Walgak, South Sudan (Akobo County West) is one of the most remote places on earth—surrounded by swamps and virtually inaccessible eight months out of the year due to rain. The region is largely dependent on rations from the World Food Program and life expectancy there is just 42 years; the nearest secondary school is a 3-day walk; and a woman is more likely to die in childbirth than to learn how to read. Most of the people who were educated before the war (1983-2005) have since died, while many of those remaining spent their early years fleeing violence.
Violent cattle raids are frequent among the mostly pastoralist inhabitants of Akobo, during which animal caretakers—often young children—can be injured or killed. To address mass casualties resulting from ethnic violence in Akobo, International Medical Corps designed a program focused on trauma training. But as Dr. Melissa Clark, an International Medical Corps Emergency and Disaster Care Fellow, recently learned, humanitarian relief often looks very different in the field than on paper. Melissa spent two months in Walgak with the goal of providing trauma training—but her time there ended up being much more than that.
In Walgak, Melissa encountered extremely low health literacy, as South Sudan faces a severe shortage of health facilities and health care workers—with only about 120 medical doctors and 100 registered nurses for a population of nearly nine million people (International Committee of the Red Cross). The Walgak Primary Health Care Center, which receives hundreds of patients every week, has no South Sudanese doctors, and the closest hospital is a four-day walk. Those who function as doctors are actually Community Health Workers (CHWs) who receive nine months of training after high school and have “very variable levels of practice.” South Sudanese nursing assistants only receive on-the-job training and, as Melissa discovered, frequently do not know how to do things that we expect nurses in the U.S. to do —like take vital signs or administer proper medicine dosages.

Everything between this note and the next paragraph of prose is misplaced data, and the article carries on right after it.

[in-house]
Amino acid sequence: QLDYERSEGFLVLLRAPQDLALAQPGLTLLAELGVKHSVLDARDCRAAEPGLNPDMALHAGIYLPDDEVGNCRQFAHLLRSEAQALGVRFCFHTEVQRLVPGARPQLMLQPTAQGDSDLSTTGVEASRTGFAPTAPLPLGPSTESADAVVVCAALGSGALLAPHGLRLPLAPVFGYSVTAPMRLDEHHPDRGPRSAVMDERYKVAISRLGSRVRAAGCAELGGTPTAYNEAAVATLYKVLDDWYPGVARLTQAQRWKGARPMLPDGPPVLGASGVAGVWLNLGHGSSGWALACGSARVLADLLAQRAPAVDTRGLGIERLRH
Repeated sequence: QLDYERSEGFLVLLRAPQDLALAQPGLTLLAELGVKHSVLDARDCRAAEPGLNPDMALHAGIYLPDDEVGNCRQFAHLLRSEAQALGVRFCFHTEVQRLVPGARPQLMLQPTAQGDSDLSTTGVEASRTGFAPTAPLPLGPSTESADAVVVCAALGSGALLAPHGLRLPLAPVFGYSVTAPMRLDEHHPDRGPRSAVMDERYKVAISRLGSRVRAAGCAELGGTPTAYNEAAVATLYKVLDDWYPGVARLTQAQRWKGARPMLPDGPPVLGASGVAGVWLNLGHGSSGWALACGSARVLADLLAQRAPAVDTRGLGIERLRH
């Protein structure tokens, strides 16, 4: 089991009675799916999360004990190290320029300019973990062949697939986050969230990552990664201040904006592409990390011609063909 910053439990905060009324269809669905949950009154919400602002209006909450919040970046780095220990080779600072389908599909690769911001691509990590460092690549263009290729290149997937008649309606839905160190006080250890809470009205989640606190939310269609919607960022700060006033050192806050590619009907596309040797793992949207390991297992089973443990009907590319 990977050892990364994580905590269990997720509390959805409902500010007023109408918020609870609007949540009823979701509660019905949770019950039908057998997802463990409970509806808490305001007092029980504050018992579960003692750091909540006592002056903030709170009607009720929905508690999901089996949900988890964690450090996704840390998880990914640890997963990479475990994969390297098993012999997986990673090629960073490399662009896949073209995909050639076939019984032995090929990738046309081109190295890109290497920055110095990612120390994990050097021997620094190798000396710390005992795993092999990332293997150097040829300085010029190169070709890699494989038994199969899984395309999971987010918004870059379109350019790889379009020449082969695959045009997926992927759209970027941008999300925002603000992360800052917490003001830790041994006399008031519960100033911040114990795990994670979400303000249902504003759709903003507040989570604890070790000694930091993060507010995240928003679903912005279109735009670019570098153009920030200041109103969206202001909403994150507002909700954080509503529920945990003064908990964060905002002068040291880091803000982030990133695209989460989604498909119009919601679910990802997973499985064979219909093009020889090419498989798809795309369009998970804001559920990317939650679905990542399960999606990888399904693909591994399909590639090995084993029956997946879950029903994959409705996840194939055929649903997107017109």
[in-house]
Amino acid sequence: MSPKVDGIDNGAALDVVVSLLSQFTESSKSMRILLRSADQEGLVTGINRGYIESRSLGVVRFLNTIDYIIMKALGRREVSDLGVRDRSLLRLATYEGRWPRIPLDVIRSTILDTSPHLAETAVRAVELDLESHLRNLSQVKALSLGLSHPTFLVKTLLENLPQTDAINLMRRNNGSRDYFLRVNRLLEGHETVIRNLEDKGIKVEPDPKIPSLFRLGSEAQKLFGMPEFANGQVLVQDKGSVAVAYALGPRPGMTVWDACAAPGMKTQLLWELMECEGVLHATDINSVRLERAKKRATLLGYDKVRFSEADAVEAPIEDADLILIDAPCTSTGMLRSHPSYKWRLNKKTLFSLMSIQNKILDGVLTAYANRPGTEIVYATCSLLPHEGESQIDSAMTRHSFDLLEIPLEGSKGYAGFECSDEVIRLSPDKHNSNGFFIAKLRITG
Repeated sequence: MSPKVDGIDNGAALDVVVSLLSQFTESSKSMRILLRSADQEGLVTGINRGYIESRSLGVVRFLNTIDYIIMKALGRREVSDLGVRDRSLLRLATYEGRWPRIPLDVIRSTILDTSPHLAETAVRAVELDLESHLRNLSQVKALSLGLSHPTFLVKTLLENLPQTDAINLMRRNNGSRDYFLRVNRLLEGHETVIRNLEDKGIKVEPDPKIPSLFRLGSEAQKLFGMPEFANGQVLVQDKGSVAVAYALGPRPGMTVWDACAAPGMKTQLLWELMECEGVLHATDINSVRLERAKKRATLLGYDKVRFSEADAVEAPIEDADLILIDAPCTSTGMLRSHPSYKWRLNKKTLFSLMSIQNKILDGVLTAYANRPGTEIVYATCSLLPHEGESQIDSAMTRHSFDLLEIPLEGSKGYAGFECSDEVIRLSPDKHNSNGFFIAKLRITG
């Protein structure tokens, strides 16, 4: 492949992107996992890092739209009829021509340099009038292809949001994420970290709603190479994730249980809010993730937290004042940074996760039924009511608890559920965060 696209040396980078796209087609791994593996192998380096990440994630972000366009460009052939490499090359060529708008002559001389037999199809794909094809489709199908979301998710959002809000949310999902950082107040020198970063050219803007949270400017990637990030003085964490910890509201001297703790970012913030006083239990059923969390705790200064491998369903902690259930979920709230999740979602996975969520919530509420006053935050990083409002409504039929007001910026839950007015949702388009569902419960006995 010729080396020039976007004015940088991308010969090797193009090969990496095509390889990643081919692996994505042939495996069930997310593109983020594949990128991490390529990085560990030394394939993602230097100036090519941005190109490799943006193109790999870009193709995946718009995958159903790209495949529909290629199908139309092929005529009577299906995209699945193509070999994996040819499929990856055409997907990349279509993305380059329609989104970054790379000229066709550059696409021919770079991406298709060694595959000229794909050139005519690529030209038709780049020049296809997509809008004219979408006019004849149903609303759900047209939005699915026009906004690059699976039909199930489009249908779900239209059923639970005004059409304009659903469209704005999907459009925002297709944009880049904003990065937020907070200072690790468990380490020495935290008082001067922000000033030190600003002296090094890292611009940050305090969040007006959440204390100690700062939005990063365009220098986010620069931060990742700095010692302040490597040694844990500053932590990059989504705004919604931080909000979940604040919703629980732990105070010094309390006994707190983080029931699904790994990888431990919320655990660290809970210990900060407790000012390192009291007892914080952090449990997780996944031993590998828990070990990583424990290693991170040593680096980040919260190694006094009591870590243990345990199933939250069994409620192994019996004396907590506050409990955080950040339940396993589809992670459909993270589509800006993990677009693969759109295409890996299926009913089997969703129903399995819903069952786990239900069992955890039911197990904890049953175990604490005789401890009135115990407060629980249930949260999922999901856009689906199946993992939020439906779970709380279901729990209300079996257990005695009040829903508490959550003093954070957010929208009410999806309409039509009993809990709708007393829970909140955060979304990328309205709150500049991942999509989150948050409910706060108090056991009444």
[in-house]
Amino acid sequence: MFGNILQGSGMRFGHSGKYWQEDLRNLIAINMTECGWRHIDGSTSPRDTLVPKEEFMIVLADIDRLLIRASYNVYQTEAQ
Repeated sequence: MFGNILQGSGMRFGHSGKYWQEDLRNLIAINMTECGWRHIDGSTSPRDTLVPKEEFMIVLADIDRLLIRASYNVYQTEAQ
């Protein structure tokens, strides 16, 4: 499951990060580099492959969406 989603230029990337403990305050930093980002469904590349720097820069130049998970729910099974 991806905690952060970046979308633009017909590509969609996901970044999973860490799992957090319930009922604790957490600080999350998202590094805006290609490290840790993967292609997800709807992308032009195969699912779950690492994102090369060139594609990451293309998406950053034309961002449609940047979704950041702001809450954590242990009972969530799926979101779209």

Thus identifying multiple issues in patient care, Melissa had to branch out from trauma training and try to upgrade from there. Melissa trained “everybody she possibly could”—on everything from latrine use, to treating life-threatening infections, the importance of prenatal care and much more. She also trained village health committees on how to get the word out about health services and overcome community resistance to accessing them. Says Melissa, “A lot of it is having them come up with what will work for their communities—asking them what will work for them and what won’t—and then brainstorming together.” Melissa trained about 35 health staff and 100 community members in Walgak.
Originally from Marin County in northern California, Melissa went to UCLA as an undergraduate and then onto medical school at Georgetown. Her dad and grandpa were doctors, so she pictured doing something different—but eventually settled on medicine because it combined her love of science and helping others. It was while completing her residency at Highland Hospital in northern California that Melissa learned about International Medical Corps, with which she volunteered in Haiti in 2011. Melissa loves International Medical Corps’ mission of training because “it really creates a longer-lasting impact.”
Despite no running water, eating virtually the same thing every day, contracting malaria and living in a mud hut, Melissa loved her time in Walgak. She felt embraced by the community and says that people there remain optimistic even in the face of so much death. She recalls the 14-year-old boy she stabilized after he and his family were shot in a cattle raid. International Medical Corps got the boy evacuated by helicopter for a blood transfusion and seven hours of surgery, without which “he absolutely would have died.” Melissa got to see him fully recover and play soccer again. She also got to see the community really bind together when, after the shooting, “all of these people came out of the woodwork” and stayed all through the night helping.
When she works abroad, Melissa relies more heavily on her clinical skills, which she says makes her a better doctor overall. As an emergency physician, Melissa is “used to seeing awful things”—but in the developing world, working with so little, it is “that much more amazing when people recover.” She feels that working with International Medical Corps has broadened her experience and made her more compassionate and conscientious of the resources that she uses. Melissa currently divides her time between Harbor UCLA Medical Center in southern California teaching residents and researching global health issues for International Medical Corps. She’s looking forward to her next assignment in the field, where she’ll no doubt make a tangible impact by embracing the unexpected challenges—and rewarding experiences—that arise.